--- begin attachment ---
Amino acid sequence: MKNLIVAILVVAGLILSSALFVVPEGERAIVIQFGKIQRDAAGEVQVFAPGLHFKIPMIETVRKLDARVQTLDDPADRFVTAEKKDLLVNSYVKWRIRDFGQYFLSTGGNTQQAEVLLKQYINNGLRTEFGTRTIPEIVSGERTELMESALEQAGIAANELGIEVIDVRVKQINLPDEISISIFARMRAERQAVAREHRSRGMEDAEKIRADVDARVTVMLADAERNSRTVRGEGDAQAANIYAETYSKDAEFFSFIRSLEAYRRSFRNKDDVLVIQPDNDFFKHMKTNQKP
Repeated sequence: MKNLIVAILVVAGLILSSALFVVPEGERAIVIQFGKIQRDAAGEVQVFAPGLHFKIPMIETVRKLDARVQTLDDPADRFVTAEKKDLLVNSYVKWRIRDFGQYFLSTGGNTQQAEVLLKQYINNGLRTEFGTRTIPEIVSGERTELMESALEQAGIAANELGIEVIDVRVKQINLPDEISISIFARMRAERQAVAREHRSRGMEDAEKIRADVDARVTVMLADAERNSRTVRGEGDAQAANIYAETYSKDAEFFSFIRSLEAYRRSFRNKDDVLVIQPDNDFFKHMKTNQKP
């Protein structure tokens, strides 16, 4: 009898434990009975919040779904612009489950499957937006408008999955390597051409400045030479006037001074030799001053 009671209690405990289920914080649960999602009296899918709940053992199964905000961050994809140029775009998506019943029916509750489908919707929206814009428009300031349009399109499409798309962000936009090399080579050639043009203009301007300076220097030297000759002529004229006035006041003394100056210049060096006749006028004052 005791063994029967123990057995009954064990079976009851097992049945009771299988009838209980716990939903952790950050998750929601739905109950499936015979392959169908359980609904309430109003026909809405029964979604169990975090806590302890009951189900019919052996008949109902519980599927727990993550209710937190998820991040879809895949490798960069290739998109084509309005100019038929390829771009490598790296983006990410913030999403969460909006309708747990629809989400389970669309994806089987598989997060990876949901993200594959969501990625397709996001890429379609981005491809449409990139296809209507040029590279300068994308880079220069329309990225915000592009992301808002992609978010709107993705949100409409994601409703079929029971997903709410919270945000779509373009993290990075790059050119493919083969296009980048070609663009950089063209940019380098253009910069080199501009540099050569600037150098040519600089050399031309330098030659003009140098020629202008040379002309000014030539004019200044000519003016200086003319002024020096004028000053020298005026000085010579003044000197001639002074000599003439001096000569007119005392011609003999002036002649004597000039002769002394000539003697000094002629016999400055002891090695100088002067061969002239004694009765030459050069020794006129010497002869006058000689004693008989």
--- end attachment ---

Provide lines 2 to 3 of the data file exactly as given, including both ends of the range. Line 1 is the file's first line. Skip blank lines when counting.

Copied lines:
Repeated sequence: MKNLIVAILVVAGLILSSALFVVPEGERAIVIQFGKIQRDAAGEVQVFAPGLHFKIPMIETVRKLDARVQTLDDPADRFVTAEKKDLLVNSYVKWRIRDFGQYFLSTGGNTQQAEVLLKQYINNGLRTEFGTRTIPEIVSGERTELMESALEQAGIAANELGIEVIDVRVKQINLPDEISISIFARMRAERQAVAREHRSRGMEDAEKIRADVDARVTVMLADAERNSRTVRGEGDAQAANIYAETYSKDAEFFSFIRSLEAYRRSFRNKDDVLVIQPDNDFFKHMKTNQKP
């Protein structure tokens, strides 16, 4: 009898434990009975919040779904612009489950499957937006408008999955390597051409400045030479006037001074030799001053 009671209690405990289920914080649960999602009296899918709940053992199964905000961050994809140029775009998506019943029916509750489908919707929206814009428009300031349009399109499409798309962000936009090399080579050639043009203009301007300076220097030297000759002529004229006035006041003394100056210049060096006749006028004052 005791063994029967123990057995009954064990079976009851097992049945009771299988009838209980716990939903952790950050998750929601739905109950499936015979392959169908359980609904309430109003026909809405029964979604169990975090806590302890009951189900019919052996008949109902519980599927727990993550209710937190998820991040879809895949490798960069290739998109084509309005100019038929390829771009490598790296983006990410913030999403969460909006309708747990629809989400389970669309994806089987598989997060990876949901993200594959969501990625397709996001890429379609981005491809449409990139296809209507040029590279300068994308880079220069329309990225915000592009992301808002992609978010709107993705949100409409994601409703079929029971997903709410919270945000779509373009993290990075790059050119493919083969296009980048070609663009950089063209940019380098253009910069080199501009540099050569600037150098040519600089050399031309330098030659003009140098020629202008040379002309000014030539004019200044000519003016200086003319002024020096004028000053020298005026000085010579003044000197001639002074000599003439001096000569007119005392011609003999002036002649004597000039002769002394000539003697000094002629016999400055002891090695100088002067061969002239004694009765030459050069020794006129010497002869006058000689004693008989």